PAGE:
A Change in Focus

When discount pricing on handguns endangered the enterprise, these owners made a bold move

Sherwood Guns
When profits dipped on firearms, the store moved to increase its inventory of higher-margin accessories.Peter B. Mathiesen

In 2010, Sherwood Davis and his wife opened their first brick-and-mortar retail gun business. It was a 3,000-square-foot building with 12 parking spaces. The family had a remarkable run during its first four years, where the focus was all guns.

“We stocked firearms almost exclusively, with just a few accessories. The climate was highly volatile, as politics continued to move the barometer on firearm sales,” says owner Sherwood Davis.

When a local, newly constructed range experienced financial difficulties, Davis and his wife saw an opportunity to expand. “We had plans and were ready to build a range. This opportunity changed everything,” says Davis.

The new property was in the perfect location, and, at nearly 28,000 square feet, it boasted a sea of parking. Near the crossroads of Highway 231 and I-65, and next door to a mall, it also benefited from a well-traveled corridor.

The Davises purchased the property, modified the facility, improved the air-circulation system, lanes, and classroom, and made extensive retail improvements.

Today, this retailer stocks nearly 3,000 firearms and has a 12-lane indoor shooting range. Eleven full-time employees staff the enterprise. The inventory is a mix of firearms, featuring traditional hunting and defensive guns. The store also carries a significant stock of used firearms, and is open 9:00 a.m. to 6:00 p.m. Monday through Saturday.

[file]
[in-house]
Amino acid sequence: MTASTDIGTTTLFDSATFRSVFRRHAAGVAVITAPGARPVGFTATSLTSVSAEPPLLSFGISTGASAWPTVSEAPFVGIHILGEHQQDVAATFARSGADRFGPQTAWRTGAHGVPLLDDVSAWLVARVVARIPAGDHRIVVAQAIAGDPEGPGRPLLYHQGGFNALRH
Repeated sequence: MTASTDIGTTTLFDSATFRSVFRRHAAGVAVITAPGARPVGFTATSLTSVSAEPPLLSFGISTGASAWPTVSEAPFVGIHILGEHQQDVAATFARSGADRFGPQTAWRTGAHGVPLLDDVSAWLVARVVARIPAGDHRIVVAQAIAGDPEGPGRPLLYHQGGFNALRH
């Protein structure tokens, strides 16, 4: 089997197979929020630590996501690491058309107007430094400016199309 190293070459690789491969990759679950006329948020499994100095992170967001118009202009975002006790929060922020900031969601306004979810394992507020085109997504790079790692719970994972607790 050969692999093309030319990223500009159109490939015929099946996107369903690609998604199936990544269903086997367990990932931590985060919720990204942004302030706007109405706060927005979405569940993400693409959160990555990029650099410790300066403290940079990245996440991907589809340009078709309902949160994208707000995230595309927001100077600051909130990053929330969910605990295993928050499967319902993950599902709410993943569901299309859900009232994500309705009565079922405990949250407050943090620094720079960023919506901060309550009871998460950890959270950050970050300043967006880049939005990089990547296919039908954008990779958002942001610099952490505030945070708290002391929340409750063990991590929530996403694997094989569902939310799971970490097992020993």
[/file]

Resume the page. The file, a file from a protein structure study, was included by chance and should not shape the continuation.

Facing the Elephant in the Room

The new location allowed for expanded inventory. However, in just two years, price competition on handguns had become untenable. With increasing local retail pressure—the location was so prime, a Dick’s, Gander Mountain, Cabela’s, and Dunham’s all opened within a 2-mile radius of the store—Sherwood’s needed to change its profit structure.

“This is Kentucky. Our customers are used to discount pricing. We had to face the facts and come to grips with a lower profit margin. Today, on a new gun, it hovers around 10 percent. In 2010, it was around 20,” says Davis.

In turn, this changed the store’s focus to accessories, where the profit margins are notably higher. The first stop was holsters.

Sherwood Guns shooting range
Adding a range proved to be a wise move. The site came with ample parking, a big plus for the suburban location.Peter B. Mathiesen

“Our holster inventory is extensive. Many first-time customers visit us because our selection is so wide,” says Davis, noting that customer feedback is critical to the right inventory.

“I learn something every day talking to a customer,” he adds. One of those moments was when a customer asked for a left-handed holster. Even Davis had difficulty finding the right one.

“Today, we have a left-handed section. Now lefty shooters come in all the time. Although it’s not a game changer, it is something our competitors don’t have,” he says.

Mixing New & Used Handguns

Used-firearms sales are a priority for the shop. At the handgun case, used and new are mixed together by category and brand. Used guns wear a yellow sticker, new guns get blue. This allows a customer to see a new Glock right next to a used one.